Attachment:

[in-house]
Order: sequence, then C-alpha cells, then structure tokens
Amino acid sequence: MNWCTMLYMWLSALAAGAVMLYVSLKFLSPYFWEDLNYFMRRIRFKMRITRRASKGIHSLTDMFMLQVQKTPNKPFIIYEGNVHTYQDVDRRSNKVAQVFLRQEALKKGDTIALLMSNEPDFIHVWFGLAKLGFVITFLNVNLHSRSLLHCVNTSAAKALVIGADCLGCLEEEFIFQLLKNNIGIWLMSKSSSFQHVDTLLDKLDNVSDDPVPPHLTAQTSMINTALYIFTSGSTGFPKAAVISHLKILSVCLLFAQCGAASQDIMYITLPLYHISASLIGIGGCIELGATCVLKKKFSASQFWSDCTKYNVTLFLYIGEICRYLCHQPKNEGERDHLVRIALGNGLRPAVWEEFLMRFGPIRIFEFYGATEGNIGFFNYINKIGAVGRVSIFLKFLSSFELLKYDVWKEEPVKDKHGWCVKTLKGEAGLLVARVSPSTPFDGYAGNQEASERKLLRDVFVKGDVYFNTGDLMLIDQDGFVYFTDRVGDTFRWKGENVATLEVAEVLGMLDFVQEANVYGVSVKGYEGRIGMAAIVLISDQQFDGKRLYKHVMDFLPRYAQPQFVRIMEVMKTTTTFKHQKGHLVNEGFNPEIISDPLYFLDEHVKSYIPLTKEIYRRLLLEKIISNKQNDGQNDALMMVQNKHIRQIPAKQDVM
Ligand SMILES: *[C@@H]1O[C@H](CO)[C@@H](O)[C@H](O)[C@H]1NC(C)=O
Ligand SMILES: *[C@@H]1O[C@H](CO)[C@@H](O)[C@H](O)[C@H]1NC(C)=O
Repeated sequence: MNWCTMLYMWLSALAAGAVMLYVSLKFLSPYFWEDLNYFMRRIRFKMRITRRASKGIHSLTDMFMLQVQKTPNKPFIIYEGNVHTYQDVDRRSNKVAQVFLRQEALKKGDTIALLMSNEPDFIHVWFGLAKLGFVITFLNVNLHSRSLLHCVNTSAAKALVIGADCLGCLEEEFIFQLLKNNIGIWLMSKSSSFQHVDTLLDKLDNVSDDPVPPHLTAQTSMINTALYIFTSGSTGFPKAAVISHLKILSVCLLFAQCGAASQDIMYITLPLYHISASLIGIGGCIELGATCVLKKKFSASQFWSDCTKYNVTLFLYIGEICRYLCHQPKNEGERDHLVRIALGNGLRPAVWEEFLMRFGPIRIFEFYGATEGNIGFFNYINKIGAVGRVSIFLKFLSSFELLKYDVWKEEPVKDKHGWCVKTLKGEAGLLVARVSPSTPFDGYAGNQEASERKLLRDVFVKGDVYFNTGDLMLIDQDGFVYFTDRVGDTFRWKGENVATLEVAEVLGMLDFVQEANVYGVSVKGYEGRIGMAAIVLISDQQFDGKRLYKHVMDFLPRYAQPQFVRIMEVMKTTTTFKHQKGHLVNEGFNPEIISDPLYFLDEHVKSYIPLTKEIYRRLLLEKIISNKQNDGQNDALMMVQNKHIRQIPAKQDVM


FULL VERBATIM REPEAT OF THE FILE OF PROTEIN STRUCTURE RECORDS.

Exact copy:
[in-house]
Order: sequence, then C-alpha cells, then structure tokens
Amino acid sequence: MNWCTMLYMWLSALAAGAVMLYVSLKFLSPYFWEDLNYFMRRIRFKMRITRRASKGIHSLTDMFMLQVQKTPNKPFIIYEGNVHTYQDVDRRSNKVAQVFLRQEALKKGDTIALLMSNEPDFIHVWFGLAKLGFVITFLNVNLHSRSLLHCVNTSAAKALVIGADCLGCLEEEFIFQLLKNNIGIWLMSKSSSFQHVDTLLDKLDNVSDDPVPPHLTAQTSMINTALYIFTSGSTGFPKAAVISHLKILSVCLLFAQCGAASQDIMYITLPLYHISASLIGIGGCIELGATCVLKKKFSASQFWSDCTKYNVTLFLYIGEICRYLCHQPKNEGERDHLVRIALGNGLRPAVWEEFLMRFGPIRIFEFYGATEGNIGFFNYINKIGAVGRVSIFLKFLSSFELLKYDVWKEEPVKDKHGWCVKTLKGEAGLLVARVSPSTPFDGYAGNQEASERKLLRDVFVKGDVYFNTGDLMLIDQDGFVYFTDRVGDTFRWKGENVATLEVAEVLGMLDFVQEANVYGVSVKGYEGRIGMAAIVLISDQQFDGKRLYKHVMDFLPRYAQPQFVRIMEVMKTTTTFKHQKGHLVNEGFNPEIISDPLYFLDEHVKSYIPLTKEIYRRLLLEKIISNKQNDGQNDALMMVQNKHIRQIPAKQDVM
Ligand SMILES: *[C@@H]1O[C@H](CO)[C@@H](O)[C@H](O)[C@H]1NC(C)=O
Ligand SMILES: *[C@@H]1O[C@H](CO)[C@@H](O)[C@H](O)[C@H]1NC(C)=O
Repeated sequence: MNWCTMLYMWLSALAAGAVMLYVSLKFLSPYFWEDLNYFMRRIRFKMRITRRASKGIHSLTDMFMLQVQKTPNKPFIIYEGNVHTYQDVDRRSNKVAQVFLRQEALKKGDTIALLMSNEPDFIHVWFGLAKLGFVITFLNVNLHSRSLLHCVNTSAAKALVIGADCLGCLEEEFIFQLLKNNIGIWLMSKSSSFQHVDTLLDKLDNVSDDPVPPHLTAQTSMINTALYIFTSGSTGFPKAAVISHLKILSVCLLFAQCGAASQDIMYITLPLYHISASLIGIGGCIELGATCVLKKKFSASQFWSDCTKYNVTLFLYIGEICRYLCHQPKNEGERDHLVRIALGNGLRPAVWEEFLMRFGPIRIFEFYGATEGNIGFFNYINKIGAVGRVSIFLKFLSSFELLKYDVWKEEPVKDKHGWCVKTLKGEAGLLVARVSPSTPFDGYAGNQEASERKLLRDVFVKGDVYFNTGDLMLIDQDGFVYFTDRVGDTFRWKGENVATLEVAEVLGMLDFVQEANVYGVSVKGYEGRIGMAAIVLISDQQFDGKRLYKHVMDFLPRYAQPQFVRIMEVMKTTTTFKHQKGHLVNEGFNPEIISDPLYFLDEHVKSYIPLTKEIYRRLLLEKIISNKQNDGQNDALMMVQNKHIRQIPAKQDVM